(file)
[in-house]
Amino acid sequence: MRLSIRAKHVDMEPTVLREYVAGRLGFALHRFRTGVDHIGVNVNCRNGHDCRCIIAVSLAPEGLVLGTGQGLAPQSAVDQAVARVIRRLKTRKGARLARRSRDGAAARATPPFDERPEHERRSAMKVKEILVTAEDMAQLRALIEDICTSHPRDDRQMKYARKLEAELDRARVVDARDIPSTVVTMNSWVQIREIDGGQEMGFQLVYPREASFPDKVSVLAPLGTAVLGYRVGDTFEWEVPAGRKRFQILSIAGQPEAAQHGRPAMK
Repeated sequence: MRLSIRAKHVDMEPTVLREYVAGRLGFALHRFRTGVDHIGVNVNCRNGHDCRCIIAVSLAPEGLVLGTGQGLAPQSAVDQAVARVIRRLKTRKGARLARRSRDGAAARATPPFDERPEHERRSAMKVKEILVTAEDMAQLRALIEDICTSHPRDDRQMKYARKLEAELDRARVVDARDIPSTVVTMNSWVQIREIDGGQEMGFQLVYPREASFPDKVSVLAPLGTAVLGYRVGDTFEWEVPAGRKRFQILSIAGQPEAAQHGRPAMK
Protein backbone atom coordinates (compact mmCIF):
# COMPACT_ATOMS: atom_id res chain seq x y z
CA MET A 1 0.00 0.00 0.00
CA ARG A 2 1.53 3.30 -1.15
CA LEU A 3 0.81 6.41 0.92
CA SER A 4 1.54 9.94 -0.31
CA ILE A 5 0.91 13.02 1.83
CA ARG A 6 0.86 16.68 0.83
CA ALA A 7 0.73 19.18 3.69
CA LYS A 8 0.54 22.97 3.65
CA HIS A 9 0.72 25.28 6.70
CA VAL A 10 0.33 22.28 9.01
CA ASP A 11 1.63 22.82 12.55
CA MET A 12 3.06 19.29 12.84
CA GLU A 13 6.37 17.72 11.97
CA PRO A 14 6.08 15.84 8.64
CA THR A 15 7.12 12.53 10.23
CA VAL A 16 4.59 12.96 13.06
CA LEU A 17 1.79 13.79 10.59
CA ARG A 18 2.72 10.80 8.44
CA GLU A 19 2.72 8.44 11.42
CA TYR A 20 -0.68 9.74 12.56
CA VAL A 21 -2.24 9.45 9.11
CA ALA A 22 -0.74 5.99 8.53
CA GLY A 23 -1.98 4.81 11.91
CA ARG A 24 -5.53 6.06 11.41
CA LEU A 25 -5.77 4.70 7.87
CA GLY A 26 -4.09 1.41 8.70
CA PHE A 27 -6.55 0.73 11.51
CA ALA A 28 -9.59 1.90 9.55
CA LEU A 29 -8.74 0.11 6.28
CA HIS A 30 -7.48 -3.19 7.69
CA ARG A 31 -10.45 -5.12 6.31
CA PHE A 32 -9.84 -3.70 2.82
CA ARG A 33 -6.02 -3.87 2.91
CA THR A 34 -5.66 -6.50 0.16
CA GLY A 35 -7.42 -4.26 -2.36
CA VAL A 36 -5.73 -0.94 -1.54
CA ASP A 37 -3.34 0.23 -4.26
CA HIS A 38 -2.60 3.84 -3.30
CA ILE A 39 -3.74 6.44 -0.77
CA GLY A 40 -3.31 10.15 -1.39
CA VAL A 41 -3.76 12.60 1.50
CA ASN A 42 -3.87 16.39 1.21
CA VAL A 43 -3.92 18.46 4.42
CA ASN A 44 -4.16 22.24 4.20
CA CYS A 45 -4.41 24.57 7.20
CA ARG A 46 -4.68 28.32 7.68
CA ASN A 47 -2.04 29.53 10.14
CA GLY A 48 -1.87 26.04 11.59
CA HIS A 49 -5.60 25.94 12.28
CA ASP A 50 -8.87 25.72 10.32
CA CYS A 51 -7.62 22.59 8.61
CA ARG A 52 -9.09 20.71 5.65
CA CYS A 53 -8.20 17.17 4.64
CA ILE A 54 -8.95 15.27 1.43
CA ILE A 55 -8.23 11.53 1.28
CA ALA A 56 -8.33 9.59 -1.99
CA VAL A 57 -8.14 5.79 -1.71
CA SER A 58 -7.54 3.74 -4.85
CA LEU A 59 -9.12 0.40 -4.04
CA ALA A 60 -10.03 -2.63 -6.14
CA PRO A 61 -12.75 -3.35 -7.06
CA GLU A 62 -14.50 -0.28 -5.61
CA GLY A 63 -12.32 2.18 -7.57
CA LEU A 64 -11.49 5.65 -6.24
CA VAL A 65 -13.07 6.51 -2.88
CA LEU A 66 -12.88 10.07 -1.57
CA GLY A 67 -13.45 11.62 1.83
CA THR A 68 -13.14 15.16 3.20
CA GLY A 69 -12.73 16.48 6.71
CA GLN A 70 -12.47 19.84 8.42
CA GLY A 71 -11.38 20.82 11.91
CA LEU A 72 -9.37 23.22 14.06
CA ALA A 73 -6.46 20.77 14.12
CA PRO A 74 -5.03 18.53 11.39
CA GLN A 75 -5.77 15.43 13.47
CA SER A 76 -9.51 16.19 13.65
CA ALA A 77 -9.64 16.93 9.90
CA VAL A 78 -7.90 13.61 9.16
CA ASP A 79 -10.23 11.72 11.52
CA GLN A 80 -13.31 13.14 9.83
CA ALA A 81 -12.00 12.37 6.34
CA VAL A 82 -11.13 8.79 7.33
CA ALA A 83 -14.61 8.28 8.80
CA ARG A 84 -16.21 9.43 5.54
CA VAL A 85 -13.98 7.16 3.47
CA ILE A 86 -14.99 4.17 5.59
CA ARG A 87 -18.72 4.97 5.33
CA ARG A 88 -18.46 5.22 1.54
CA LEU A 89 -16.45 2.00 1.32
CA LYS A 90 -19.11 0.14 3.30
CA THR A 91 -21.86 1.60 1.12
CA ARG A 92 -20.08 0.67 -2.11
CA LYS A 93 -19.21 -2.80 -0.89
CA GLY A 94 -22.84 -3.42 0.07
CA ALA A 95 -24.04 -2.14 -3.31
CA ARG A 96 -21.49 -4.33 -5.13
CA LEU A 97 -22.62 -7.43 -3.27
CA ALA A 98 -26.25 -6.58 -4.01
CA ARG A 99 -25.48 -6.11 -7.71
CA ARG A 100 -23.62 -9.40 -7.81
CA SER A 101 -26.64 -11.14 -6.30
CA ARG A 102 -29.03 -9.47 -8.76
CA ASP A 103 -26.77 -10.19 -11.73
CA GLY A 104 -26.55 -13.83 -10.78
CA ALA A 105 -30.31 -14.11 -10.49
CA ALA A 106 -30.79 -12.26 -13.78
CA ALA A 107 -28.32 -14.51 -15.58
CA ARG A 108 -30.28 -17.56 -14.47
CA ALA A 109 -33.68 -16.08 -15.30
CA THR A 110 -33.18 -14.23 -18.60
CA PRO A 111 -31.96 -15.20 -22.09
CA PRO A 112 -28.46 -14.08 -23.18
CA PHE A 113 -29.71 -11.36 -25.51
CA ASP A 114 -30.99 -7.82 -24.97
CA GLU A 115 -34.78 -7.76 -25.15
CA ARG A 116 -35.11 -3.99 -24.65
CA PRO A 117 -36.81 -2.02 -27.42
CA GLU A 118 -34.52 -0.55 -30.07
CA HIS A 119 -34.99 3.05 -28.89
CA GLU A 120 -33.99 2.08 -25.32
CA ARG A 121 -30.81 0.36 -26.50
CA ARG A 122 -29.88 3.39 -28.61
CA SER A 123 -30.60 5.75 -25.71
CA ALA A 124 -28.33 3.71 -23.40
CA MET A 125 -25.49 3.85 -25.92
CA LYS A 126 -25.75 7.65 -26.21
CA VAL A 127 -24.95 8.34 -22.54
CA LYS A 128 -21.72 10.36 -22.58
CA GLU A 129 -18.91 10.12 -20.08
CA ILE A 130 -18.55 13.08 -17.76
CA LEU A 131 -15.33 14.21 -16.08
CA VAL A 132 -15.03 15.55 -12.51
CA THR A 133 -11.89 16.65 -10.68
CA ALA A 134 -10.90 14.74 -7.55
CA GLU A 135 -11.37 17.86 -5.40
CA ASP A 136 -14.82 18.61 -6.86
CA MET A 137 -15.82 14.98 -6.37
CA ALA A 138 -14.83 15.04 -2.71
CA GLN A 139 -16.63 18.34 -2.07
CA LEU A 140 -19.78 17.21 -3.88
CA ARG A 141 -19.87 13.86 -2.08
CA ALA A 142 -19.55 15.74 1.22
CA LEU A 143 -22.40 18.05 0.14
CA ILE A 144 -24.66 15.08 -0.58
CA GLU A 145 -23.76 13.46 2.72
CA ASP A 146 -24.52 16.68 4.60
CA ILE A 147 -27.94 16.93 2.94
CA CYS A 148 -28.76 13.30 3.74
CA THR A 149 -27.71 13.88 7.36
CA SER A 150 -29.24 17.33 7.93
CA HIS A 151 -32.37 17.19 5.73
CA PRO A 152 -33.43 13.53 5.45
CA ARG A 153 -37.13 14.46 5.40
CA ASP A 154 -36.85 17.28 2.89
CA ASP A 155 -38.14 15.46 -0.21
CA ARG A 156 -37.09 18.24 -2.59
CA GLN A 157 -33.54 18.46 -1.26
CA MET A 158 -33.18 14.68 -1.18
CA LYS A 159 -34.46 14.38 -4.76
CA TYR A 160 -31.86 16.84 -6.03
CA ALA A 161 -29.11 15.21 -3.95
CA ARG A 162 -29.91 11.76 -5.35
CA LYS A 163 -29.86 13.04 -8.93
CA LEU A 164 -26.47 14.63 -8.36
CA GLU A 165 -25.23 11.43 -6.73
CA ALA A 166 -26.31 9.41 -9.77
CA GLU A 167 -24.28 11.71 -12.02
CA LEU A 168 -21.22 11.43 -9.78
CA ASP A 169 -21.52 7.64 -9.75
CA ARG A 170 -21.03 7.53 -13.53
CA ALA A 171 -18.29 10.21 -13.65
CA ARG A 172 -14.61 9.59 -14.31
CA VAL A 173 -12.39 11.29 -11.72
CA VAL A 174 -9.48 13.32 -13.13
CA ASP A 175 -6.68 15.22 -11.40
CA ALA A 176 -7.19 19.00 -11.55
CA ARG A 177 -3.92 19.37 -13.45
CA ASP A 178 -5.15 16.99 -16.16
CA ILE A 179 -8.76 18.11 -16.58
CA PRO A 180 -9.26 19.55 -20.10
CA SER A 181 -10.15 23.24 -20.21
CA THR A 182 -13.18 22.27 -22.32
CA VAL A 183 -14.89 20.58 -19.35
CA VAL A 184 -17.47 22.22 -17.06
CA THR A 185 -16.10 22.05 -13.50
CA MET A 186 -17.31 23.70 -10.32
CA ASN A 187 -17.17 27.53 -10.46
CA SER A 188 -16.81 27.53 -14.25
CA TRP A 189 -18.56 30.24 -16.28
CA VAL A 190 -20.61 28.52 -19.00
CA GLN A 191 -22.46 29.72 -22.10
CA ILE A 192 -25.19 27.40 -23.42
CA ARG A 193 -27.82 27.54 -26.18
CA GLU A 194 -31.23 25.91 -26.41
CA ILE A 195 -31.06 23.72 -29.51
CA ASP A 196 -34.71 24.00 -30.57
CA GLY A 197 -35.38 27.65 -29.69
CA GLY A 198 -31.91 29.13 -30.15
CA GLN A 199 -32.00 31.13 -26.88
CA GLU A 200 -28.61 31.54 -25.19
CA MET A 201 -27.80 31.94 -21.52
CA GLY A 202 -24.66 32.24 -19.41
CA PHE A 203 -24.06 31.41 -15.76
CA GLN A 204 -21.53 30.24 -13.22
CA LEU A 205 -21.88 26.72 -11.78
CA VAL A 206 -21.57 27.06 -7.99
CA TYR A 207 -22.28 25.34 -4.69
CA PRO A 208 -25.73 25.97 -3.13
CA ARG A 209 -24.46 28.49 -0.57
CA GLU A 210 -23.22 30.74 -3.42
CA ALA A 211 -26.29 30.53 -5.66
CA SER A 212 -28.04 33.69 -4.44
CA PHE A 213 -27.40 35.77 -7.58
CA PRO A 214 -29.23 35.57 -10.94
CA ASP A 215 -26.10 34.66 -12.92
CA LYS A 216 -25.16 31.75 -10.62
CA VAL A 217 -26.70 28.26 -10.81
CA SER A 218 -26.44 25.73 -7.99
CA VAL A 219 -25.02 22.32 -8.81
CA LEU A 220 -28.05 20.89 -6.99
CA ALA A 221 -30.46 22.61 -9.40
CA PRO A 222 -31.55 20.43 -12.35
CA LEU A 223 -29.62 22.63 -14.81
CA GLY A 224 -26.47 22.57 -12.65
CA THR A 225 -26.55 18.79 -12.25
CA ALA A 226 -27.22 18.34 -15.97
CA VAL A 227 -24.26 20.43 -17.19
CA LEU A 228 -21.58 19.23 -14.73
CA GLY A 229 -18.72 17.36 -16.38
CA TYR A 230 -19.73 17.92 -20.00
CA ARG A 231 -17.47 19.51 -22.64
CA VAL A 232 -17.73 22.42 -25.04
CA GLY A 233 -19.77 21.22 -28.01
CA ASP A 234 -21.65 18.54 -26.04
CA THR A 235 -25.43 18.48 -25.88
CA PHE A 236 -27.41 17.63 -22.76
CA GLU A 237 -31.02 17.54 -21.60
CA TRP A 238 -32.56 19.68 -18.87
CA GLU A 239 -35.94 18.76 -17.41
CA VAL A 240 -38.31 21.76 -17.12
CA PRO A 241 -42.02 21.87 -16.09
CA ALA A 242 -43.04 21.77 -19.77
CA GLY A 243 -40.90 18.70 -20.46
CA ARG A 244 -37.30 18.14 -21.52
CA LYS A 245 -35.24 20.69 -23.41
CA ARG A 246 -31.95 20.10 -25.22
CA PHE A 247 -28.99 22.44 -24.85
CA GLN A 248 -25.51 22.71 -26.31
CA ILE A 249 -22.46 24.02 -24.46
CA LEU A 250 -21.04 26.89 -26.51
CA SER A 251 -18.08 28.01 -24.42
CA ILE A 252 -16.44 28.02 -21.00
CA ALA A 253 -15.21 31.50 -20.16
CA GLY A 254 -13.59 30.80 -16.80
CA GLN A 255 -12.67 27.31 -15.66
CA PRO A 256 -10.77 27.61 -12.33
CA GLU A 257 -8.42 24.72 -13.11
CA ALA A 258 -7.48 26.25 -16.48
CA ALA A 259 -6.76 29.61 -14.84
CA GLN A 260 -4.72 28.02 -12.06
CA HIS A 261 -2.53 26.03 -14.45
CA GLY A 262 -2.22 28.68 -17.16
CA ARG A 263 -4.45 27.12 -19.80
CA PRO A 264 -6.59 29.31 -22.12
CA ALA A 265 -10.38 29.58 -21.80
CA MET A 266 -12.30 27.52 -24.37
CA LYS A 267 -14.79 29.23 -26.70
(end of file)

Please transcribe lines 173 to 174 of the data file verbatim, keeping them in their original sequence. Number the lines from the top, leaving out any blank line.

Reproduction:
CA LEU A 168 -21.22 11.43 -9.78
CA ASP A 169 -21.52 7.64 -9.75